Last year, hospitals, health systems, physician practices, and other healthcare providers in the United States faced unprecedented challenges, both operationally and financially. Even with the rapid increase in telehealth use and government relief funding in the form of the Coronavirus Aid, Relief and Economic Security Act (CARES Act), as well as the Paycheck Protection Program, providers experienced massive declines in patient volume and revenue.
Although most large U.S. health systems will most likely be able to withstand the many months of lower revenue, small hospitals and physician practices might face a more dire financial situation. Here is just a handful of statistics that show how much impact COVID-19 had on healthcare providers in 2020:
- In the first three months after the pandemic struck, the typical U.S. hospital lost half its emergency visit volume, 70% of its surgical volume, and 30% of its inpatient admissions.
- Hospitals and healthcare systems lost at least $323 billion.
- Physician net revenue was down 4.5% in 2020 compared to 2019.
- A survey conducted in July 2020 found that COVID-19 prompted the closing of more than 16,000 practices.
- Hospitals in the U.S experienced an average drop of 35.2% in patient volume for CMS-defined shoppable services in the second quarter of 2020.
- Hospitals experienced increases in certain expenses due to COVID-19, including those for drugs, labor, supplies, and purchased services.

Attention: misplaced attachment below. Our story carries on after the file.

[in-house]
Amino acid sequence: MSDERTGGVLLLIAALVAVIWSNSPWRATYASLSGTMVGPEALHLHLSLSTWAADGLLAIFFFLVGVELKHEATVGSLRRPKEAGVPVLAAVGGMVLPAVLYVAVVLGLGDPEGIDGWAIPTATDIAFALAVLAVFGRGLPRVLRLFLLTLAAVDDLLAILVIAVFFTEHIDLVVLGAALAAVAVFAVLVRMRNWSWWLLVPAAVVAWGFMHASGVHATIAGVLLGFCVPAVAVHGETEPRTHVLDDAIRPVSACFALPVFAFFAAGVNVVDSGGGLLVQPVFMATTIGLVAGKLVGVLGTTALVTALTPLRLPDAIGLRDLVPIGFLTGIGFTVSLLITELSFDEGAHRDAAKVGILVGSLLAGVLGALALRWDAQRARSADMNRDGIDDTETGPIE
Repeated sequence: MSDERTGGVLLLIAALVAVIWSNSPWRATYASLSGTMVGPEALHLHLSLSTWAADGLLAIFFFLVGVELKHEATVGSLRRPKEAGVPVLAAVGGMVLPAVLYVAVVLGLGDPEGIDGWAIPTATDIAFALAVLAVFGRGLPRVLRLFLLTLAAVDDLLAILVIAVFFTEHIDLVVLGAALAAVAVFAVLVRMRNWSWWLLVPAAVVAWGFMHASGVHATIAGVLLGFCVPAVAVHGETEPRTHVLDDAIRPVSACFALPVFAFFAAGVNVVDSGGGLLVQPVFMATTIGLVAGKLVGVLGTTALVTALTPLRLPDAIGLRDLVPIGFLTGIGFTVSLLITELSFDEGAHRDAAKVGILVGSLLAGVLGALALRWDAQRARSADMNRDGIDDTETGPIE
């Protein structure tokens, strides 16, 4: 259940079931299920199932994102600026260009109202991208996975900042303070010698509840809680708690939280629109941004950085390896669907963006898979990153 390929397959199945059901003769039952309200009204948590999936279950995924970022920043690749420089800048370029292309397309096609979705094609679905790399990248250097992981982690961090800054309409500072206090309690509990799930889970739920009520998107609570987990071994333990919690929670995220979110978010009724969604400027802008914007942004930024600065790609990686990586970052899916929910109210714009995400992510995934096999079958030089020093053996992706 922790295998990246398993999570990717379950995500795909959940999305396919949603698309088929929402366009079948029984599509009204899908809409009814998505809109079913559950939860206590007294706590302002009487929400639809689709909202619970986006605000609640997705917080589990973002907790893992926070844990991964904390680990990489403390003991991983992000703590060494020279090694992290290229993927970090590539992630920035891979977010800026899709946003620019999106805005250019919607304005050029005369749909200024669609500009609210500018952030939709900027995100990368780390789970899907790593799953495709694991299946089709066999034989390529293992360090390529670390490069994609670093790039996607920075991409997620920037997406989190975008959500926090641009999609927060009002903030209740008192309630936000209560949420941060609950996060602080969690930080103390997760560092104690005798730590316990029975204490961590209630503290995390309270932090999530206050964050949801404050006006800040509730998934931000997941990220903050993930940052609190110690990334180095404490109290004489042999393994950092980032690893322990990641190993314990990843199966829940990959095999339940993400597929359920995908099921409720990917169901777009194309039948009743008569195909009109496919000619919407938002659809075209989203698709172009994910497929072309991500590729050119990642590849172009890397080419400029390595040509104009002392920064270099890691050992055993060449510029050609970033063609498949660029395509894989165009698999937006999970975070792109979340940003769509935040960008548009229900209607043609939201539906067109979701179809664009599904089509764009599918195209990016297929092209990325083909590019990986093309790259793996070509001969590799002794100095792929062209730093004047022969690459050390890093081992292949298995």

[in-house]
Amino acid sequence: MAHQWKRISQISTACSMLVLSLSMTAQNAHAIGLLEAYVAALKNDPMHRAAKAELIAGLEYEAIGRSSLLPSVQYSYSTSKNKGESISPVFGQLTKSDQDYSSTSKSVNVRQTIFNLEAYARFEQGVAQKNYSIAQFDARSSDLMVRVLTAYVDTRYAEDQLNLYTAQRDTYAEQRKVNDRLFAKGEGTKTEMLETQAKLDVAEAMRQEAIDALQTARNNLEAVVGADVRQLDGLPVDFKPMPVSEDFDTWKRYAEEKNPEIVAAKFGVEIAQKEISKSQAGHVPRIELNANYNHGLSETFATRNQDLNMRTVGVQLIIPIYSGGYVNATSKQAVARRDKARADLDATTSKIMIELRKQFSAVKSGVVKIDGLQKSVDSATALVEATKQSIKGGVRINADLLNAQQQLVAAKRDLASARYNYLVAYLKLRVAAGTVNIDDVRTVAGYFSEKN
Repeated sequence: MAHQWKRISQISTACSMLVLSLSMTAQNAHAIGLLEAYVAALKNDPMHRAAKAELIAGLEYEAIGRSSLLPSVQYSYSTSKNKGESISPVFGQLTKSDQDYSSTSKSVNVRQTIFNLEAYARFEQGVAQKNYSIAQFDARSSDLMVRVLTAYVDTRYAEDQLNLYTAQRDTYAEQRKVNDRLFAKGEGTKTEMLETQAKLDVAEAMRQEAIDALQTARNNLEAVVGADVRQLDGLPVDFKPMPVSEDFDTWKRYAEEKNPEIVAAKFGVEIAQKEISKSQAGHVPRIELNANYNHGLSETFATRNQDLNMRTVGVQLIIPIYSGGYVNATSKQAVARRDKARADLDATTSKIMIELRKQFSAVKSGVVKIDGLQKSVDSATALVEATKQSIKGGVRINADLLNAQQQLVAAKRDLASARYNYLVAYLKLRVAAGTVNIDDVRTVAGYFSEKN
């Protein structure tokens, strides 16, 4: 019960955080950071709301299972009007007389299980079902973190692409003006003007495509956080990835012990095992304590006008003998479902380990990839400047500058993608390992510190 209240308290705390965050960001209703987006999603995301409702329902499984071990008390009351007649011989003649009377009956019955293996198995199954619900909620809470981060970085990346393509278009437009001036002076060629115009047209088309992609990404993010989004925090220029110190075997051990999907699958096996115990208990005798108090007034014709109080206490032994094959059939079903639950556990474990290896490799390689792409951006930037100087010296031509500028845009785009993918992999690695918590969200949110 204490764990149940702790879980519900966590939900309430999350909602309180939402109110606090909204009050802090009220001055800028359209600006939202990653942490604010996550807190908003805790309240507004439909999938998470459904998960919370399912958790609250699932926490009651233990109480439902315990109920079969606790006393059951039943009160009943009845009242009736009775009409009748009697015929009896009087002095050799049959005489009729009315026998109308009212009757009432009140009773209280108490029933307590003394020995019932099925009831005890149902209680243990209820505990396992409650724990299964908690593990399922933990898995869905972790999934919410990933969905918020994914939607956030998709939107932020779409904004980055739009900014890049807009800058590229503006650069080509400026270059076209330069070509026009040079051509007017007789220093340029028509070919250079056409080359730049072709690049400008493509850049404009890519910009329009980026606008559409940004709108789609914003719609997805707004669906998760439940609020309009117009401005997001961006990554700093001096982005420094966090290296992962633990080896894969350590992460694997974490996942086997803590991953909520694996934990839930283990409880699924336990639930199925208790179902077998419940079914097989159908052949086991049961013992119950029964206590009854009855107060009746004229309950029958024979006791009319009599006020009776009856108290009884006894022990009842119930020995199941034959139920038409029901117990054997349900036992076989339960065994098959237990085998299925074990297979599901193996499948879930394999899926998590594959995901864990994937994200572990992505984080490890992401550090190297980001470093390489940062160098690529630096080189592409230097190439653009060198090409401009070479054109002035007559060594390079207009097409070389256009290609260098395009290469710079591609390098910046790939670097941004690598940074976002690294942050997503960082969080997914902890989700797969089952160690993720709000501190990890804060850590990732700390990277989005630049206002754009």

- As of December 2020, health services spending was down about 2.7% and remained suppressed in January 2021.
Much of the revenue loss for healthcare providers during the pandemic has been from delayed care. About 40% of Americans put off medical care during the height of the pandemic, resulting in a decrease in patient volume of approximately 60%. Women are more likely to have gone without healthcare services during the pandemic compared to men.
Many regional health systems are still dealing with the fallout from delaying non-urgent procedures. Although surgical admissions account for just over 25% of hospital admissions, they account for almost half of hospital revenue.
The gaps in care resulting from these delays are problematic for providers, especially those responsible for managing high-risk populations. Delayed or avoided medical care has the potential to increase morbidity and mortality associated with both chronic and acute health conditions, and it can cause the need for more invasive treatment in the near future.
Along with financial woes, the COVID-19 pandemic has delayed many hospitals’ transition to value-based care. They’ve had to purchase more personal protective equipment and other supplies for frontline healthcare workers and transfer resources to open and staff new areas to deal with the onslaught of patients infected with the novel coronavirus. Some have had to furlough or lay off employees or reduce their pay, resulting in increased burnout for already overworked clinicians.
Reduced Healthcare Revenue
Even before the COVID-19 pandemic, U.S. hospitals were experiencing downward revenue pressure from both government and commercial payers. Uncompensated care was a major challenge for most hospitals, and some were already coping with negative margins, with the median hospital margin at 3.5%. One analysis found that 1 in 5 rural hospitals was at risk of closure because of financial difficulties.